What to Expect in 2022: Short answer: not much. Since 2015, Google Glass has lived on as an enterprise device, with the second Enterprise Edition released in 2019, mainly to provide hands-free information for field workers in industries such as manufacturing and logistics. Google may choose to update this Enterprise Edition down the line, but there has been zero chatter about Google returning to the consumer headset market. If anything, the company’s decision to discontinue its Daydream VR headsets in 2019, which followed a long line of abandoned Google hardware products, strongly indicates that Google Glass will not be making a comeback in the consumer market any time soon.

Google’s Competitive Strengths: Despite being incapable of launching a successful hardware product that it didn’t acquire, Google does have a foothold in mobile AR today with its ARCore developer kit, which is what most Android developers use to build AR experiences. While Google is unlikely to extend this foothold beyond Android phones, other manufacturers like Samsung and Vuzix may leverage ARCore to build their own AR operating systems. Google’s industry-leading machine learning and AI capabilities could also come into play, as AR headsets call for more intuitive, hands-free interfaces that will likely be supported by AI assistants.

Snapchat’s Developer-Centric Strategy

Beyond the mobile OS duopoly of Apple and Google, other platform owners also have varying degrees of post-mobile AR ambitions. Among them, self-proclaimed “camera company” Snap may be the one that is most focused on developing AR experiences.The parent company of Snapchat has been working on this initiative for many years, predating much of its current competitive set. Snap debuted the first iteration of Spectacles, which are smart glasses dedicated to recording short videos for Snapchat, in 2016, with a second generation that followed in 2018, and a third edition with a trimmed-down frame in 2019. All three editions failed to gain mainstream traction, but nevertheless Snap persisted, unwavering in its AR vision.

What to Expect in 2022: In May 2021, Snap unveiled the latest edition of Spectacles, this time with built-in support for AR experiences. We expect the company to continue its push for this AR edition of Spectacles in the coming years with a developer-focused strategy. Billed as a “prototype device for AR creators,” it came with dual waveguide displays capable of superimposing AR effects made with Snapchat’s developer toolkit. Snap has shipped it to developers for testing their AR creations that go beyond mobile. Early reviews from tech publications praised its versatility and promising potential, despite its limited field of vision and short battery life. There is no consensus on when Snap would release a consumer-ready edition of AR Spectacles, but it likely won’t happen in 2022.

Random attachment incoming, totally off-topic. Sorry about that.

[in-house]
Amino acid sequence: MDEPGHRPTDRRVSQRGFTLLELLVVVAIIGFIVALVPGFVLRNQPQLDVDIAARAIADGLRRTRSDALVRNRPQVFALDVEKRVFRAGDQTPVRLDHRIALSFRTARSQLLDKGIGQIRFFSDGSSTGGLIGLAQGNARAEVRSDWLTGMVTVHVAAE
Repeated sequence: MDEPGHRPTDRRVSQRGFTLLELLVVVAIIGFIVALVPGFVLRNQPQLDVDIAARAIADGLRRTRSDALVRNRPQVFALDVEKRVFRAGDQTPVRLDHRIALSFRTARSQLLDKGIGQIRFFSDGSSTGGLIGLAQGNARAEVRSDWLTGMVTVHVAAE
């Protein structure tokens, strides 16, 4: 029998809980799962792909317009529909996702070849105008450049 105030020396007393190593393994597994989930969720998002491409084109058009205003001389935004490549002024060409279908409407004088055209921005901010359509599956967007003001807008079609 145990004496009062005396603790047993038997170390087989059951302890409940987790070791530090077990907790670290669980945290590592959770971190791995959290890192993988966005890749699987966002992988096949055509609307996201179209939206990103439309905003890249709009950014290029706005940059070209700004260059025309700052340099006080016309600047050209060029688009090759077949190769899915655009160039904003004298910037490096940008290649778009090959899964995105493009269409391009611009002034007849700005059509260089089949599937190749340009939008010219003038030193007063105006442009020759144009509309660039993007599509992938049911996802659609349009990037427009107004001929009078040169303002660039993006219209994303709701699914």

Snapchat’s Competitive Strengths: Snap may not be able to compete with industry heavyweights like Apple and Facebook when it comes to R&D budget, but the company’s clear vision for building Snapchat into a camera-first platform that extends beyond mobile gives it a greater focus on AR than most of its competitors in the field. Its developer-oriented strategy will help it get a headstart on unique experiences made for AR headsets. To date, Snap has reportedly signed up 250,000 people to create more than 2.5 million AR effects. Besides, the Gen Z-heavy fan base, combined with a demonstrated willingness to create AR ad products and brand opportunities, also boosts Snap’s chance at succeeding in the race towards post-mobile AR.

Facebook’s “Meta” Path to AR (and VR) Headsets

Facebook was relatively late to the AR game. For years, the social media giant was focused on making immersive VR headsets a viable consumer product. While its Oculus headsets are currently the best-selling VR hardware in the market, Facebook alone wasn’t able to make VR a mainstream platform. As AR started to overtake VR in recent years, Facebook followed the hype and formed a partnership with Ray-Ban maker EssilorLuxottica in 2020 to develop its own AR glasses. In September, Facebook unveiled its first attempt at AR glasses with the launch of “Ray-Ban Stories.” Bearing a slightly bulkier frame than regular Ray-Bans and competitively priced at $299, this device allows wearers to listen to music, take calls or capture photos and short videos and share them across Facebook’s services using a companion app.

What to Expect in 2022: As part of its recent rebranding as a metaverse company, Facebook (now Meta) has found a new way to frame the AR and VR projects from its Reality Labs division. The company has teased a high-end mixed reality headset codenamed “Project Cambria” that would be capable of delivering both AR and VR experiences as a standalone device, and it is reportedly set to come to market over the next two years. As the company continues to build out its Horizon virtual spaces and experiment with new use cases for the metaverse, AR headsets will likely be part of that vision as well.